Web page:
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EPA Dust Standard & Food Prices
by Greg Martin, click here for bio
Program: Northwest Report
Date: June 18, 12
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EPA Dust Standard & Food Prices plus Food Forethought. I’m Greg Martin with today’s Northwest Report.
It appears that many food items are seeing a dip in prices...but the price of beef just seems to be going through the roof. Ricky Volpe, USDA food price economist, saying that shoppers continue to see prices for beef climbing at a very good clip.
VOLPE: Beef prices continue to trudge along. Beef price inflation remains strong. Beef prices went up .6% in the last month and they remain 5.4% where they were last year. And consumers should remember this tine last year beef prices were already high and they were getting higher so we still see no end in sight for this strong structural inflation for beef and veal.
The Environmental Protection Agency on Friday proposed its long awaited dust standard that sparked controversy within the agricultural community. The controversy arose when EPA staff announced the administrator would be “justified” in doubling the stringency of the current, so-called dust standard, officially known as the National Ambient Air Quality Standard for coarse particulate matter. But the news from EPA is that it plans to retain the current standard, however; the issue involving farm dust is far from over. The final standard is scheduled to be released by EPA in December of this year.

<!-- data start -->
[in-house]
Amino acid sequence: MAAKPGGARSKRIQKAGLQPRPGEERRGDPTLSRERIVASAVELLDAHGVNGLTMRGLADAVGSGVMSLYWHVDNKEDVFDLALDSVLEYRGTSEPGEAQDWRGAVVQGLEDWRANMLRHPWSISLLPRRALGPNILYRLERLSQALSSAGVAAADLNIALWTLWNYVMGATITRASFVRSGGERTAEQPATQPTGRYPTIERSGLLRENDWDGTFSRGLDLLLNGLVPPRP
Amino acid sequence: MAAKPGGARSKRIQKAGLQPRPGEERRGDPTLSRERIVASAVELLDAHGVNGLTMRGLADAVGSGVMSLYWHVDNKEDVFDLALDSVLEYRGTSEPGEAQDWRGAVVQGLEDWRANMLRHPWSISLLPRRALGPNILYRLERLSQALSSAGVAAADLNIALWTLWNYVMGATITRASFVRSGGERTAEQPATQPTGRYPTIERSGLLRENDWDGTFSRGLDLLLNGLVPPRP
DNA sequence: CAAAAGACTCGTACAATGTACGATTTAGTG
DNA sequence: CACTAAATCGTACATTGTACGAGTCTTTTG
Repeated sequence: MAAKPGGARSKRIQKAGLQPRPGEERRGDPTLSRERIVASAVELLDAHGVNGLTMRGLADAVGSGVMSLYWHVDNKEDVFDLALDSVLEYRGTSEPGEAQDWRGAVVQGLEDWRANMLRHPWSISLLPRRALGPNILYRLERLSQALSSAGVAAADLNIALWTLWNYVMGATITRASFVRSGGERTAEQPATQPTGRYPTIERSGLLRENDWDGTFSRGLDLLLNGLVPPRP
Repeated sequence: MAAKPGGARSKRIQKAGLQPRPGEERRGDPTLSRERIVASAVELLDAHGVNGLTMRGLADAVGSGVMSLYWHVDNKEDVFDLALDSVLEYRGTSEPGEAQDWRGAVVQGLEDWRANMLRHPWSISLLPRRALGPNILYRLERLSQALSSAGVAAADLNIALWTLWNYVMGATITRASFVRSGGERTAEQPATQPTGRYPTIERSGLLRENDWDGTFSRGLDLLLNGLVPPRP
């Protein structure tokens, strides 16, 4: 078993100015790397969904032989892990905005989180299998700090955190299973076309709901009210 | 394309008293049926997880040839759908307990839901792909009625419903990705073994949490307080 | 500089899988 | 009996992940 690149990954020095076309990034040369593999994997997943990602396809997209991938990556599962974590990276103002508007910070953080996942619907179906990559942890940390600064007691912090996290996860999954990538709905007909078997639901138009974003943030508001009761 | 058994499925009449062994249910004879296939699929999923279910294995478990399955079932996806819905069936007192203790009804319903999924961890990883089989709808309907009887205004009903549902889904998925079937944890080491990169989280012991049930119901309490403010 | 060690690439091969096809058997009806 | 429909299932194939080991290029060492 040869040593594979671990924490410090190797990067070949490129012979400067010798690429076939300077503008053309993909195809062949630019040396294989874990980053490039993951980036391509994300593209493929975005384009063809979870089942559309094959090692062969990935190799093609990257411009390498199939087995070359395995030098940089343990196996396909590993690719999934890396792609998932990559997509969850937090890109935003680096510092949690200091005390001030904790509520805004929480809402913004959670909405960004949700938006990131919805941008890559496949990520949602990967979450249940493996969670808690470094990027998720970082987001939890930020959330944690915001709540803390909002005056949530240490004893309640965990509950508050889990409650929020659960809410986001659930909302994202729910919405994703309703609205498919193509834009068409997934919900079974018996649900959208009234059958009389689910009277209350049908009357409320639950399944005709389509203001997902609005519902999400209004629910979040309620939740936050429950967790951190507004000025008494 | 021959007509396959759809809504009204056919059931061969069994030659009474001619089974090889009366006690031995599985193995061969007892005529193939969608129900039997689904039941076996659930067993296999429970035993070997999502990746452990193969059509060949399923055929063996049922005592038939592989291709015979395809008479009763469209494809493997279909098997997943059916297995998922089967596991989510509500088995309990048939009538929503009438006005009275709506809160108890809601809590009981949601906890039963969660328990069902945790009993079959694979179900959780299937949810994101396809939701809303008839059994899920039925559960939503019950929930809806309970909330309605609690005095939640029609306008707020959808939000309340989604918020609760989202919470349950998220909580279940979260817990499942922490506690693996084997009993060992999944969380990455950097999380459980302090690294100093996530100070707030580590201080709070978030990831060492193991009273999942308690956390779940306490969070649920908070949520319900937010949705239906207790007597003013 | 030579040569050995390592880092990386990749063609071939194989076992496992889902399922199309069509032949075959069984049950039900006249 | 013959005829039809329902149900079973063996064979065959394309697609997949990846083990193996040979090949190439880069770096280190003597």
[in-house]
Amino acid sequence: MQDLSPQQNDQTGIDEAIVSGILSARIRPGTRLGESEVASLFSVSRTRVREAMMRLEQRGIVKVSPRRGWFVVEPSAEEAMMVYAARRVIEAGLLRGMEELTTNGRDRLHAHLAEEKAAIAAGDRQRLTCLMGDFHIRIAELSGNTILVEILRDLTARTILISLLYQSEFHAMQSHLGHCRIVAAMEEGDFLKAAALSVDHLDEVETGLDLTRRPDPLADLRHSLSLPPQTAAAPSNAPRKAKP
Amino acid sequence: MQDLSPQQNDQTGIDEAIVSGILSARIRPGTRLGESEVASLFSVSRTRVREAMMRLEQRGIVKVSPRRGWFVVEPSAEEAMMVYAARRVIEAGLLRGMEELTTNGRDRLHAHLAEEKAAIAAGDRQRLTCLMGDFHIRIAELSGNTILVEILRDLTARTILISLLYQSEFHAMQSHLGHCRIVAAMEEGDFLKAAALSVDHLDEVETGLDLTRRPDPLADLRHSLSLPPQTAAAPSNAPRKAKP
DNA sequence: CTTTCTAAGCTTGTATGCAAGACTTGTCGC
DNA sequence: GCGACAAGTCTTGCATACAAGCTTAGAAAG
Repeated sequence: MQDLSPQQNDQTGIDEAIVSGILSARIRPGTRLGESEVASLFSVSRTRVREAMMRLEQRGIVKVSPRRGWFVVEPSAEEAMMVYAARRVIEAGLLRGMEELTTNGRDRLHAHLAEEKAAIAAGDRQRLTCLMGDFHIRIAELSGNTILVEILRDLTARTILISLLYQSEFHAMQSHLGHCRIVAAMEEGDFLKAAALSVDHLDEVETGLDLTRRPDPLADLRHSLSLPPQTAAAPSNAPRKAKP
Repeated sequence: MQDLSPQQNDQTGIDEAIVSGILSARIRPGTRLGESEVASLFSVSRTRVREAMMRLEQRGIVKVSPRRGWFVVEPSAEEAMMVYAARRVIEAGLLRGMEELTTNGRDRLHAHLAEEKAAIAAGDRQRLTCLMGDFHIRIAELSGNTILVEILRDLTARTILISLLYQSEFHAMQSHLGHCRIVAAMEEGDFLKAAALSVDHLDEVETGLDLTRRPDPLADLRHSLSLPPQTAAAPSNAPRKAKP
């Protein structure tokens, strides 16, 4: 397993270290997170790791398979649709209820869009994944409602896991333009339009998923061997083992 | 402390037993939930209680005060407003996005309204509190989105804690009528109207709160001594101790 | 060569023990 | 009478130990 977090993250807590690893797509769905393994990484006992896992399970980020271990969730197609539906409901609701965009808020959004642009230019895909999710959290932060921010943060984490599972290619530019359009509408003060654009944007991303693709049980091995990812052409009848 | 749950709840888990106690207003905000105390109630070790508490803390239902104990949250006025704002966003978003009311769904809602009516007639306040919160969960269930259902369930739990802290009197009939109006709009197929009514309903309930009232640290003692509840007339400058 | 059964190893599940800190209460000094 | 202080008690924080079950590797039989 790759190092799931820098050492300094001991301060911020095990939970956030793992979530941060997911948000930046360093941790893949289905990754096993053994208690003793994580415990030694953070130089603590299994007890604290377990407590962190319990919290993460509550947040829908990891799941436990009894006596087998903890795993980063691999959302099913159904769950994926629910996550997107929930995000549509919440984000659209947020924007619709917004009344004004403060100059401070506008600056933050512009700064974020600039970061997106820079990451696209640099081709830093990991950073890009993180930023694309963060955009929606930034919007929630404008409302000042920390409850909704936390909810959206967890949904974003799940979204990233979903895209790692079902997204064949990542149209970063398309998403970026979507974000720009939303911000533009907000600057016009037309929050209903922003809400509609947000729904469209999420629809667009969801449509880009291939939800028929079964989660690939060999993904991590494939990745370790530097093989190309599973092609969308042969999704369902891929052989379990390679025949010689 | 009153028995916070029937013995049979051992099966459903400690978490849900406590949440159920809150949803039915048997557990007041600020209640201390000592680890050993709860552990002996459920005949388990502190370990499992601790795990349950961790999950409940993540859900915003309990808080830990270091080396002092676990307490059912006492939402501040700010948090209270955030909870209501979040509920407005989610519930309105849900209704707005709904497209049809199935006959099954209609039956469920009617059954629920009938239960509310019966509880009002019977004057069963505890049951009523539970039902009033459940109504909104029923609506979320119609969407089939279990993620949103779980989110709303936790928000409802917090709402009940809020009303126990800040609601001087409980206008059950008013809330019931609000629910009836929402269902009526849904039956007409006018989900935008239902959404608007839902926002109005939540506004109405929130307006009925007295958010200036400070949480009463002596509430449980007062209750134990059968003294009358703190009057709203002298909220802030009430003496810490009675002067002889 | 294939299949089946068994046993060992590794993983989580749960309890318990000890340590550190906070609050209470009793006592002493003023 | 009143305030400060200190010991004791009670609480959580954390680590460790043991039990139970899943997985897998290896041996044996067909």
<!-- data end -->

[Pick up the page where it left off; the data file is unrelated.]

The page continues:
Now with today’s Food Forethought, here’s Lacy Gray.
It seems to be a contradiction in terms, but is in actuality a direct result of cause and effect. I’m referring to the large number of our nation’s hungry being obese. Healthy foods are often more expensive and require more effort to buy, prepare and cook; this inaccessibility of affordable nutrient rich foods for most of the nation’s lower income families has created, strangely enough, an ever increasing number of overweight hungry people. In response to this alarming national trend the National Dairy Council, Feeding America, and The Academy of Nutrition and Dietetics have joined forces to work to create solutions to help overcome hunger and promote healthy food choices, including nutrient-rich dairy. They believe that to make a lasting change, the process needs to start on the farm, in turn affecting the food manufacturers and marketers, and extending on to those distributing and receiving the food, with a focus on balanced diets and healthy, nutritious foods. This partnership hopes to bring awareness of this unique hunger issue to the forefront, while promoting healthy food choices and fighting hunger for the more than 49 million people in this country who are as they say, “food insecure”.
Thanks Lacy. That’s today’s Northwest Report. I’m Greg Martin on the Ag Information Network.
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